. • Industry- Entire Mizoram is a Notified Backward Area and is categorised under ‘No Industry District’. However, concerted efforts were made to accelerate the growth of industries in Mizoram. For the development of industries in the State, the Mizoram government framed the industrial policy of Mizoram in 1989. In the policy resolution priority industries have been identified. These are agro and forest-based industries followed by handloom and handicrafts, electronics, consumer industries. Sericultures is operating at Aizawl with two full-fledged wings, viz., handl000rn and handicrafts wings and geology and mining wings. The completed projects of Ginger oil and Oleoresin Plant and Ginger Dehydration Plant at Sairang and Fruit Preservation Factory at Vairengte and the projects under implementation namely Mizo Processing Unit (renamed Mizo Milling Plant) at Khawzawl and Fruit Juice Concentrate Plant at Chhingchhip were transferred to the incorporated Mizoram Food.
• People -The word ‘Mizo’ is a generic v! term, which, literally translated means Hillmen or ‘Highlanders’, consis-ting of several clans or sub-tribes, such as, Lusei, Hmar, Ralte, Paithe, Pawi, More and so on. A very interesting tradition of the Mizos. is the code of ethics which revolves around ‘Tlawmgaihna° an untranslatable term which roughly means that every Mizo is duty bound to be hospitable, kind, unselfish and helpful. The Mizos form a closeknit society with no class distinctions, no discrimination. The Mizos have the highest literacy rate (95%) in the country. Mizoram’s traditional rulers were the famous 5ailos who ruled as chiefs having rights over land and life. As rulers of an agricultural economy, each chief had within his court an agricultural expert who was well acquainted with the secrets of the forests. They came under the influence of British missionaries in the 19th century and now most of the Mizos are. Christians. Christianity has brought changes in their social life and outlook. Western lifestyles and modern education have had their impact, but the cultural traditions of the Mizos have got weathered at the onslaught of change. They retain their vigour, colour, richness and sheer loveliness.
• Festivals- Mizos are basically agriculturists. All their activities centre round jhum cultivation and their festivals are associated with such agricultural operations. Kut is the Mizo word for festivals. Mizos have three major festivals called Chapchar Kut, Mim Kut and Pawl Kut.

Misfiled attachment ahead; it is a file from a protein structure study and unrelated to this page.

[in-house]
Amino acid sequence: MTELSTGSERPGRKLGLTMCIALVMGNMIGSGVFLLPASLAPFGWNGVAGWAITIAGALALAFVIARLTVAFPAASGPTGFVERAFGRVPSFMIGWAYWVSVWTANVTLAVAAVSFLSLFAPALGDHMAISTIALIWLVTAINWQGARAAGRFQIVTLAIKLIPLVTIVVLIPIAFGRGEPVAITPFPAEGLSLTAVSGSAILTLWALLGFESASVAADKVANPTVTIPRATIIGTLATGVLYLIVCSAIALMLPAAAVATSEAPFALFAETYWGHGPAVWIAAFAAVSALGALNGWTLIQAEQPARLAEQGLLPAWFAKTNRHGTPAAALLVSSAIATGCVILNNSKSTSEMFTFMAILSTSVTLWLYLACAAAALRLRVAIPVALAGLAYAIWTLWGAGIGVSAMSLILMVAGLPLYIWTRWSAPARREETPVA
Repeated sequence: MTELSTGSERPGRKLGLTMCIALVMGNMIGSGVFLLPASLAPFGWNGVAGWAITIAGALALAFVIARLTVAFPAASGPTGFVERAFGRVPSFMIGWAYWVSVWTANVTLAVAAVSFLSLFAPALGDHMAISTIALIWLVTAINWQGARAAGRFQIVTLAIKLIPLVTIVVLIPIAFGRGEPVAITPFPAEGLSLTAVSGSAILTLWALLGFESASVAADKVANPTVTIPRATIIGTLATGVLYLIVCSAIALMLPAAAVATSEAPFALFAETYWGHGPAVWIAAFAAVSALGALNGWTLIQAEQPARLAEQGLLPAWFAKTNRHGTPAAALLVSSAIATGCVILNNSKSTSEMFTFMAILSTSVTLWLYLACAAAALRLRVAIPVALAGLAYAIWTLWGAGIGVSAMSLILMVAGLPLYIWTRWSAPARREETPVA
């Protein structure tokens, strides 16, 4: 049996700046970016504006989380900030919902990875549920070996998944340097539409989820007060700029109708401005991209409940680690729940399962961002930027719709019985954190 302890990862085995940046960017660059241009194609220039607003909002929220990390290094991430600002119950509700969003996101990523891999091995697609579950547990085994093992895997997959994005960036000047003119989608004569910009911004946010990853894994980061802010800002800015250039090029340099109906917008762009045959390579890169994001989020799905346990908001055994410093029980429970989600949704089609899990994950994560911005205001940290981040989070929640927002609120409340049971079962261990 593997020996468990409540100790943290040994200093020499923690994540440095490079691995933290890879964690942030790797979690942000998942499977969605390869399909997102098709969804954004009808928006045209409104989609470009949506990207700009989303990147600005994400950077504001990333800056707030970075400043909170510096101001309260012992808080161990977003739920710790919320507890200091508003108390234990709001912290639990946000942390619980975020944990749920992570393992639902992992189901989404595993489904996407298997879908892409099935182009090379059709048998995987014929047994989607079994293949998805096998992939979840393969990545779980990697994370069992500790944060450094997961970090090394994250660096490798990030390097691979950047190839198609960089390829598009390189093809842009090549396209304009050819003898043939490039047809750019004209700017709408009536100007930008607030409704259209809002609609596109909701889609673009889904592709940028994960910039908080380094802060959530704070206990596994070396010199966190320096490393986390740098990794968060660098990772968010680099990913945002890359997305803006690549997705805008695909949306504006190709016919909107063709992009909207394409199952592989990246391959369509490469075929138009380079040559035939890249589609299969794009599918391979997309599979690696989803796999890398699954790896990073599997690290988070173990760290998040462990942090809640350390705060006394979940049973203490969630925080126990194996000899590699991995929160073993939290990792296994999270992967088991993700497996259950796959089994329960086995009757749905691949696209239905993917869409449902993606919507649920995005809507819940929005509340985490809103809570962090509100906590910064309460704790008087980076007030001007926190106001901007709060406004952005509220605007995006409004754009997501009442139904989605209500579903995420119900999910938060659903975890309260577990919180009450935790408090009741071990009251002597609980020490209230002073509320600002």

Arts & Crafts- Mizo women use hand loom to make clothing and cloth handicrafts.The local products are even fused with other materials to give them a fashionable and stylish designs. Mizos are fond of colourful hand woven wrap-around skirt called puan chei, and a matching beautiful top called Kawrchei. A multi colour Mizo traditional bag called Khiang kawi, which is creatively knitted out of bright coloured wools, is a welcome possession. A typical Mizo blanket known as Pawnpui is also used. Basket weaving is also common. Baskets known as Em, are used and Thlangra — a plate for cleaning rice etc. are made from bamboos. In fact, a typical Mizo house is crafted out of bamboos, dry grasses, mud and wood. A traditional Mizo village has been reconstructed at Reiek – a few kilometres away from Aizawl. Though modern houses made with bricks, concrete and tin sheets are now the norm.
• Tourist Centres Mizoram is considered by many as a beautiful place due to its dramatic landscape and pleasant climate. There have been many attempts to increase revenue through tourism but many potential tourists find the lack of amenities to be a hurdle. However the State continues to promote itself and many projects have been initiated. The tourism ministry continues to maintain or upgrade its tourist lodges throughout the state. Foreign tourists are required to obtain an ‘inner line permit’ under the special permit before visiting. The state is rich in bird diversity, which has the potentiality to make it a major birding destination. For Mrs Hume’s Pheasant Syrmaticus humiae, Mizoram is a stronghold. There is also a rare record of the Wild Water Buffalo from the state. There are several past records of the Sumatran rhinoceros from Mizoram, then Lushai Hills.The small population of wild elephants can be seen in Ngengpui and Dampa Sanctuaries.